It’s that time of year and we expect most leaves to fall during the next 6 weeks, so we’ve implemented our Leafing Plan. This will involve clearing approximately 1,000 tonnes of leaves (approx. 200,000 bags!) over and above the usual litter levels.
As part of the plan, the Council is employing an additional 11 staff, will use two extra waste collection vehicles, and a combination of equipment, including leaf blowers, shovels, scoops and paddles. We’re also going to be testing some electric leaf blowers to minimise noise nuisance in residential areas during 6-8am weekdays and 6-9am at weekends. Particular priority is also being given to keeping gully covers clear of leaves in areas that experienced flooding.
The scale of the challenge means that we also need to pair-up the regular street sweepers across most of north Westminster, and other locations with a higher density of trees as two people working together can accomplish more than double the output that they could working alone. Unfortunately, this does mean that on many streets the sweeping frequency drops during the leafing period, so we do appreciate peoples’ patience during this period.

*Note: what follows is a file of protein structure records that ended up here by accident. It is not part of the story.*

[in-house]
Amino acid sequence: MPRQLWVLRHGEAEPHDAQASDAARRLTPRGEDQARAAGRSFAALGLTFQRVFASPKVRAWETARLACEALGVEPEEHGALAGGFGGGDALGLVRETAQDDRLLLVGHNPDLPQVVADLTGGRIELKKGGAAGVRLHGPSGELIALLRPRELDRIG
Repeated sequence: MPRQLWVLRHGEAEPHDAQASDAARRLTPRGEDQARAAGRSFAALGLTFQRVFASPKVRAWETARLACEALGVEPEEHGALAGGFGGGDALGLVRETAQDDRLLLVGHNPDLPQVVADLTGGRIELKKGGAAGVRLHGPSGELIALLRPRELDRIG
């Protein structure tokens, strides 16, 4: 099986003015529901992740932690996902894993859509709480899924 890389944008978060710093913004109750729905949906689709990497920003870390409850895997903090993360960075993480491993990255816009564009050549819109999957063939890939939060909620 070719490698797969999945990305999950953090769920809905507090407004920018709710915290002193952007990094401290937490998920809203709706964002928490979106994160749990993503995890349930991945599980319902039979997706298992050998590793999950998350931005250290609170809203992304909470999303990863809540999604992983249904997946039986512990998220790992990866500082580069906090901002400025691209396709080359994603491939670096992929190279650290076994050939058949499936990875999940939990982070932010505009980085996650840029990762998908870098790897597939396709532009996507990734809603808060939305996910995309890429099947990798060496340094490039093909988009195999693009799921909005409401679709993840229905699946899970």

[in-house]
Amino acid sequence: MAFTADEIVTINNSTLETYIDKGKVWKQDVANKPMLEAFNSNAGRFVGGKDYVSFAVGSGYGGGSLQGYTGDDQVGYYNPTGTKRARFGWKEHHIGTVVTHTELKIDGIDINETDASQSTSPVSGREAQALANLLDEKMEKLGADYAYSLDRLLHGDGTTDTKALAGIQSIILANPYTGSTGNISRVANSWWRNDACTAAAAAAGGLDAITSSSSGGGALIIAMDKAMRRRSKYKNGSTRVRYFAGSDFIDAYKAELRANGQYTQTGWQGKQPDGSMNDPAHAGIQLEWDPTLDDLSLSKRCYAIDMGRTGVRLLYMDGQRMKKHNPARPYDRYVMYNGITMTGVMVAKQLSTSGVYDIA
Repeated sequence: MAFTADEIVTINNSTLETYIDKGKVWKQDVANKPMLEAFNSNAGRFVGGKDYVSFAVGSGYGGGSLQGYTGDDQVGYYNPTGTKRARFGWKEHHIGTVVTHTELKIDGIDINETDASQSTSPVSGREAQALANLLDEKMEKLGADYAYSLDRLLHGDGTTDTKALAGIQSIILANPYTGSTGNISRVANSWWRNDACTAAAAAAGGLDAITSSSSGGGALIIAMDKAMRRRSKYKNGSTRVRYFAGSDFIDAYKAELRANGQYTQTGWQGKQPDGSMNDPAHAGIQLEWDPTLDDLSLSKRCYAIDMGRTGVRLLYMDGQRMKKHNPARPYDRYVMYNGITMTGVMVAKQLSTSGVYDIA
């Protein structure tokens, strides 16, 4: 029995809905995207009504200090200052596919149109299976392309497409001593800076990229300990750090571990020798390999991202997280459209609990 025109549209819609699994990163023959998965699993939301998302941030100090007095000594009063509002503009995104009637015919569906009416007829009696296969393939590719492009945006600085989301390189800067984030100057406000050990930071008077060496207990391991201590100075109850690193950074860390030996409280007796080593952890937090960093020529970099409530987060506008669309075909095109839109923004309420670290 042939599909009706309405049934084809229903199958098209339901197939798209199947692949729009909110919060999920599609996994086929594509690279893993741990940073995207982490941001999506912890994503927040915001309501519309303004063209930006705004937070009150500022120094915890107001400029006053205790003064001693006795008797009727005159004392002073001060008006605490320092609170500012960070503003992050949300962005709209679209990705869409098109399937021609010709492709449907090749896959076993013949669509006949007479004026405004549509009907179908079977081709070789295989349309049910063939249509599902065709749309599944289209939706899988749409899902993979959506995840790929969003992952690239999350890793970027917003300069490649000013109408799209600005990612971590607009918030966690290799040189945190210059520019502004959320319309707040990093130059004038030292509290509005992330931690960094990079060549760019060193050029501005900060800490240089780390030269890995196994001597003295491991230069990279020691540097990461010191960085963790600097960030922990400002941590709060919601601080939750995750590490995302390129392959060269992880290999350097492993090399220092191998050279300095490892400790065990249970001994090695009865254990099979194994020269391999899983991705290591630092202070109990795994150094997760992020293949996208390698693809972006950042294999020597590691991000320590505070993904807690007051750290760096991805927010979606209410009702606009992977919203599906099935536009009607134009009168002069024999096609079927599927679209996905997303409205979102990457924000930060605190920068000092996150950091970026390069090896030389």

What happens to the leaves we collect? Unfortunately, we are not allowed to compost our leaves. The Environment Agency stated that street leaves should not be used to produce compost due to polycyclic aromatic hydrocarbons and the wider range of volatile organic compounds, heavy metals, micro plastics and animal faeces present in city leaves. Therefore, all of our leaves are converted into electricity and district heating.
We’re currently clearing leaves from streets 2-3 times per week, which is the maximum that can be achieved with the resources available.
Slips and falls from wet leaves on the pavement is the key safety risk we are managing, but keeping gullies clear as far as practical has also been prioritised for this year with Members highlighting specific locations that are prone to flooding.
The high winds and exceptionally heavy rain experienced on Wednesday night was unusual but likely to happen more frequently as weather patterns become less predictable.
We’re proposing to change our leafing plan with immediate effect so that when rain is forecast the sweepers will clear the areas immediately around gullies, rather than clearing leaves from the entire street.
This will mean we can protect more gullies from flooding, but there are far more gullies than sweepers, so we’ll continue to work on risk rating individual streets and areas.